Robotic Prosthetic Arm, Teensy Arduino Version 3.2/3.1
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This robotic arm, Teensy Arduino Version 3.0, is made for people with no arm(s) to allow them the capability to use a robotic arm. It has been and can be controlled via a spinal implant. Used instead of a prosthetic, it functions by a microcontroller as well as amplifier circuits and Bluetooth receivers. To control the arm, the user flexes a muscle to choose from a menu of movements, then performs a series of eye blinks to select pre-loaded gestures such as hand, elbow, or wrist movements. Once a movement is selected, an EEG headset measure brainwaves to control the movement. Teensy-LC (Low Cost) is the hardware, to be used with a 3-D printer. Teensy-LC is a powerful 32 bit microcontroller board, with a rich set of hardware peripherals.
To make modern electronic projects simpler Teensy-LC maintains the same form-factor as Teensy 3.1, with most pins offering similar peripheral features.
The Cortex-M0+ processor is a powerful, full 32 bit CPU, designed for lower power, lower cost devices. Cortex-M0+ has fewer instructions and a simpler bus structure than the more powerful Cortex-M4 on Teensy 3.1. For simple code, M0+ often runs at similar speed, when running at the same clock frequency. For math-intensive applications, Cortex-M4 can be significantly faster, and of course it supports higher clock rates.
MATERIALS: The first prototype was made of Lego bricks, fishing wire, surgical tubing for fingers, and five independently-controlled servos. It is now made of metal. Version 3.1 is made with gold plating for easier smoldering. Version 3.0 has a tin plating finish and Version 3.2 has a dedicated 3.3V regulator.
POWER: Microcontrollers. Teensy 3.2 & 3.1 have a proper analog output. Filter PWM, but true analog output responds rapidly. The output is created by the stable reference voltage, so it's doesn't vary if your power supply voltage changes slightly.
COLOR: The color of Teensy 3.1 was changed from black to green on January 22, 2014.
FEATURES: Versions 3.2 and 3.1 have the same size, shape, and pinout. Teensy 3.2 adds a more powerful 3.3 volt regulator, with the ability to directly power ESP8266 Wifi, WIZ820io Ethernet and other power-hungry 3.3 volt add-on boards. The RAM has quadrupled since 3.0, from 16K to 64K. While 16K is plenty for nearly all Arduino libraries, 64K allows for more advanced applications. Icons and graphics for color displays and audio effects requiring delays, like reverb and chorus, will become possible on Teensy 3.2 & 3.1. The maximum speed is only 48 MHz, and the Cortex-M0+ omits M4's special math instructions. Teensy-LC has only 4 lightweight DMA channels, rather than 16 fully featured channels. Fewer hardware timers are available. ARM Cortex-M0+ processor at 48 MHz, 62K Flash, 8K RAM, 12 bit analog input & output, hardware Serial, SPI & I2C, USB, and a total of 27 I/O pins. Teensy-LC provides a 5V output to directly drive WS2812/NeoPixel LEDs. A 74LV1T125 buffer is connected to pin 17, with the increased output voltage available on another pin. Teensy-LC maintains the same form-factor as Teensy 3.1, with most pins offering similar peripheral features.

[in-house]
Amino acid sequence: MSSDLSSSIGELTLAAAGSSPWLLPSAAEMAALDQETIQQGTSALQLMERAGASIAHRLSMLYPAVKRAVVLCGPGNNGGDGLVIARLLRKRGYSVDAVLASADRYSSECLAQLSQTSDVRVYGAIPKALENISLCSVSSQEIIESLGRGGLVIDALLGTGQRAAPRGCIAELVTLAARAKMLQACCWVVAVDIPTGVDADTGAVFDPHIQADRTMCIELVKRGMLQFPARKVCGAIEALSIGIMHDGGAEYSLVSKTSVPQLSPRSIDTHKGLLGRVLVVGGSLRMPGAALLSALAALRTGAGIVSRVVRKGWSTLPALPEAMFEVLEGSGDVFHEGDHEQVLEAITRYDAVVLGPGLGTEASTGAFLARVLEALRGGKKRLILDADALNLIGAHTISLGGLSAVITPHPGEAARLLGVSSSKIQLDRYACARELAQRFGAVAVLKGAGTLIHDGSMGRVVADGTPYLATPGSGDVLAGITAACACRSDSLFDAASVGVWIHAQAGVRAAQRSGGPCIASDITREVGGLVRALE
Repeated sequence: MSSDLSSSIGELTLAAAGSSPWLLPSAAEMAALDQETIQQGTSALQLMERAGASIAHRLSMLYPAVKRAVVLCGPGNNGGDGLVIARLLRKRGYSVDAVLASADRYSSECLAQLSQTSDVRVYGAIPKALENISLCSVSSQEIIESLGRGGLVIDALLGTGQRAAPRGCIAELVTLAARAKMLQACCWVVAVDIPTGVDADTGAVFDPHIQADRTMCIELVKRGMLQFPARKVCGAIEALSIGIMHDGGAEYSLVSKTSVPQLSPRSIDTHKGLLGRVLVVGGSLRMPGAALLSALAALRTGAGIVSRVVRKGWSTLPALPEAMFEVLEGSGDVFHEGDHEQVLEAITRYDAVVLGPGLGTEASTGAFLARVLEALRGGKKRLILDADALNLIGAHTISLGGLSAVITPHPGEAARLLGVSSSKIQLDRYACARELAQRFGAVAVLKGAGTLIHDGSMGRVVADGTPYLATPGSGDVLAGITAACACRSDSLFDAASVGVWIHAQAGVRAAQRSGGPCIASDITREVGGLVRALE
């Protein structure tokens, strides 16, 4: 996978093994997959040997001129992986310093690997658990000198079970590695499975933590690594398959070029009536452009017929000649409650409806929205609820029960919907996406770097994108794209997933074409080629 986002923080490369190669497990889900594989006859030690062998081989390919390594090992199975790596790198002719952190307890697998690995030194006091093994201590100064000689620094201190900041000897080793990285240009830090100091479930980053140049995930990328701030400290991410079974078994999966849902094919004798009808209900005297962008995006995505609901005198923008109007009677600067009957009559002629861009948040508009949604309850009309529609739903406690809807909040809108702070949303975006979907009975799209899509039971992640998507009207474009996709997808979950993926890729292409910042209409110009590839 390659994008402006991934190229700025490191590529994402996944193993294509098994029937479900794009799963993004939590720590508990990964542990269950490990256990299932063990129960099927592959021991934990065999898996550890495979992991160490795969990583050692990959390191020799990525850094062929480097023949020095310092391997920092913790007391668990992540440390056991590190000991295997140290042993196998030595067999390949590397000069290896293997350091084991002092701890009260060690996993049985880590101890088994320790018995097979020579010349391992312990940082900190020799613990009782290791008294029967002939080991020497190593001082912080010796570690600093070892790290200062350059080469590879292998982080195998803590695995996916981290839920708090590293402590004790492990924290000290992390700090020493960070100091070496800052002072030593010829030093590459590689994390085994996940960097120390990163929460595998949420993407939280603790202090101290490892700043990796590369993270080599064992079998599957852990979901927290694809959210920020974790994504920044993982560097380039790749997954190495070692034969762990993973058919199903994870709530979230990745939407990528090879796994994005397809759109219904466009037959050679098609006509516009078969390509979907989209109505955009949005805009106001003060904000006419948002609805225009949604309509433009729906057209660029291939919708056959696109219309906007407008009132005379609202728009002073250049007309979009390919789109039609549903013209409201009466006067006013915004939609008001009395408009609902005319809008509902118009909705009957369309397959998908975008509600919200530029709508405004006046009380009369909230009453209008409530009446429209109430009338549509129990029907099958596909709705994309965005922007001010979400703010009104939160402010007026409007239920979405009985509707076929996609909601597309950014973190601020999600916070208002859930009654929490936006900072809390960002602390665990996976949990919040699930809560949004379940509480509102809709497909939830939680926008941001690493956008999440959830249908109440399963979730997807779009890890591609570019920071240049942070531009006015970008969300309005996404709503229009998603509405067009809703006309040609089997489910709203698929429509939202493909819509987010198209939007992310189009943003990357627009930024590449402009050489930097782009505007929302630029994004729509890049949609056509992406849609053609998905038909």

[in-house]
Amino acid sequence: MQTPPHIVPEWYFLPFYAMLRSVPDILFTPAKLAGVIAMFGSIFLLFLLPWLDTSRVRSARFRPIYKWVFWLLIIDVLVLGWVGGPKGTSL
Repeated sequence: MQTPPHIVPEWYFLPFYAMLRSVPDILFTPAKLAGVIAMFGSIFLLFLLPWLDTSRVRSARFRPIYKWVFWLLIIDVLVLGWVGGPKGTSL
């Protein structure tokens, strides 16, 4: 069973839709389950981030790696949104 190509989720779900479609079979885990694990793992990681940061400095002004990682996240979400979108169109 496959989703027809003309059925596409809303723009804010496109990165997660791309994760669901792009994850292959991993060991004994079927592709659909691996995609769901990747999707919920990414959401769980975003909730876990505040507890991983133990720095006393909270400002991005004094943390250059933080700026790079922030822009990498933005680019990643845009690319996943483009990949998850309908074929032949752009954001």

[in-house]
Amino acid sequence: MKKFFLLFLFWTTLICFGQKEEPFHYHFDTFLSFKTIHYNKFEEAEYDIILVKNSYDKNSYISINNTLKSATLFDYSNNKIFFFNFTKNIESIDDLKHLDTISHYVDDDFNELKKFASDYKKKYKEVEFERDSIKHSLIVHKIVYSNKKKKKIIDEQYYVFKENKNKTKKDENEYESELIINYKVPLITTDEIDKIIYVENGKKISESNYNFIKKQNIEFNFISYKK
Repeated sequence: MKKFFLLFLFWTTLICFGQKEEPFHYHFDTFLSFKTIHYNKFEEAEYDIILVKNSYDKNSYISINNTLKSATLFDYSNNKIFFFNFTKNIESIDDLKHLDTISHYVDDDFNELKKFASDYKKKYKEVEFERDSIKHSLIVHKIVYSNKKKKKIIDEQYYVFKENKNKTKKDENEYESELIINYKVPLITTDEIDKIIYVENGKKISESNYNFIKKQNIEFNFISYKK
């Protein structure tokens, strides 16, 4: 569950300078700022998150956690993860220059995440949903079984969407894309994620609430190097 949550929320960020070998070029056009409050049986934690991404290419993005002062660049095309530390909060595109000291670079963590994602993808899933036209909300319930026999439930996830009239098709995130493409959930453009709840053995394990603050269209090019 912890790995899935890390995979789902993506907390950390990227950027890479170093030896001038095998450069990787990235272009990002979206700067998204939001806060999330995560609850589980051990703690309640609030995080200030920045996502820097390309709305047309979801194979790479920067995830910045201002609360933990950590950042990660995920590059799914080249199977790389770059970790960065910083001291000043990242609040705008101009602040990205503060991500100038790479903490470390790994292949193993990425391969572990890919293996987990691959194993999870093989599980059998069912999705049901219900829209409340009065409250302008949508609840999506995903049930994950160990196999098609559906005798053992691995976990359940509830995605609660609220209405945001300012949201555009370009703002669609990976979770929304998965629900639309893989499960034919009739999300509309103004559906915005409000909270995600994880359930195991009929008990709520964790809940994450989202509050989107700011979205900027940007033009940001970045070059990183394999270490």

COMPATABILITY: Versions 3.2 and 3.1 are written for Teensy 3.0 on the Arduino IDE using Teensyduino software. The hardware is intolerant of I/O pins. Teensy-LC supports USB Serial, MIDI, Keyboard (international layouts), Mouse, Joystick, and RawHID protocols. A full set of 16 bidirectional USB endpoints are supported by the hardware, allowing any type of USB device. Many Arduino libraries require a hardware timer. Traditional Arduino products have 3 or 4 timers, with only 1 or 2 providing more than 8 bit resolution. Teensy-LC has a total of 7 timers, all of them with 16 or more bits of resolution, to allow excellent compatibility with easy-to-use libraries. Many combinations of popular libraries, which would normally conflict, can seamlessly run together on Teensy LC and Teensy 3.1. Teensy-LC provide plenty of serial connectivity: 2 SPI ports, 2 I2C, and 3 Serial ports. All 3 serial ports are supported by high quality drivers in Teensyduino, with both transmit and receive buffering, and even support for RS485 transmitter enable. Analog signals are critically important to many projects. Teensy-LC has 13 pins than can function as analog inputs. The effective analog resolution is 12 bits. It also has a true 12 bit digital to analog converter, for an analog output signal.